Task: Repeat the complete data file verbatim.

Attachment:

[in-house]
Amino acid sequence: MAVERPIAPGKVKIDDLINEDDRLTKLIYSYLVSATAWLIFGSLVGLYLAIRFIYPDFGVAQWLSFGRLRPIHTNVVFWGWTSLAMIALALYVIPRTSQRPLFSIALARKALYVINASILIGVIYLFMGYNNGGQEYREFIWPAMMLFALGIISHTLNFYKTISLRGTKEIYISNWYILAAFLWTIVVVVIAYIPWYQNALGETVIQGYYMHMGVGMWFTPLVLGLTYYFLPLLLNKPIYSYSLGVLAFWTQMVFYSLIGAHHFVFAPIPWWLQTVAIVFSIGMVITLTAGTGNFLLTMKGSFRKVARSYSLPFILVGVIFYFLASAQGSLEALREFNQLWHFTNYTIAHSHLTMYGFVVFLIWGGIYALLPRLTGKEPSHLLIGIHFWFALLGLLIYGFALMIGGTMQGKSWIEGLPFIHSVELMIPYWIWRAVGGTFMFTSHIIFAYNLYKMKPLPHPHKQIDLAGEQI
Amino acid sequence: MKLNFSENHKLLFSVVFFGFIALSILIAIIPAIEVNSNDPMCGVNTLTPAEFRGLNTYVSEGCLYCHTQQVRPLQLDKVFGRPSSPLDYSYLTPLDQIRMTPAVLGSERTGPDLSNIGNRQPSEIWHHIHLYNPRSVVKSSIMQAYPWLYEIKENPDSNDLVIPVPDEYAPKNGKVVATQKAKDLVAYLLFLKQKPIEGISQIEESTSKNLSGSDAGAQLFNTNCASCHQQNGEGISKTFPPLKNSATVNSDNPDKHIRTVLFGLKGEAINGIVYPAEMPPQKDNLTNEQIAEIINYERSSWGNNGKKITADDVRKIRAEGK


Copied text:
[in-house]
Amino acid sequence: MAVERPIAPGKVKIDDLINEDDRLTKLIYSYLVSATAWLIFGSLVGLYLAIRFIYPDFGVAQWLSFGRLRPIHTNVVFWGWTSLAMIALALYVIPRTSQRPLFSIALARKALYVINASILIGVIYLFMGYNNGGQEYREFIWPAMMLFALGIISHTLNFYKTISLRGTKEIYISNWYILAAFLWTIVVVVIAYIPWYQNALGETVIQGYYMHMGVGMWFTPLVLGLTYYFLPLLLNKPIYSYSLGVLAFWTQMVFYSLIGAHHFVFAPIPWWLQTVAIVFSIGMVITLTAGTGNFLLTMKGSFRKVARSYSLPFILVGVIFYFLASAQGSLEALREFNQLWHFTNYTIAHSHLTMYGFVVFLIWGGIYALLPRLTGKEPSHLLIGIHFWFALLGLLIYGFALMIGGTMQGKSWIEGLPFIHSVELMIPYWIWRAVGGTFMFTSHIIFAYNLYKMKPLPHPHKQIDLAGEQI
Amino acid sequence: MKLNFSENHKLLFSVVFFGFIALSILIAIIPAIEVNSNDPMCGVNTLTPAEFRGLNTYVSEGCLYCHTQQVRPLQLDKVFGRPSSPLDYSYLTPLDQIRMTPAVLGSERTGPDLSNIGNRQPSEIWHHIHLYNPRSVVKSSIMQAYPWLYEIKENPDSNDLVIPVPDEYAPKNGKVVATQKAKDLVAYLLFLKQKPIEGISQIEESTSKNLSGSDAGAQLFNTNCASCHQQNGEGISKTFPPLKNSATVNSDNPDKHIRTVLFGLKGEAINGIVYPAEMPPQKDNLTNEQIAEIINYERSSWGNNGKKITADDVRKIRAEGK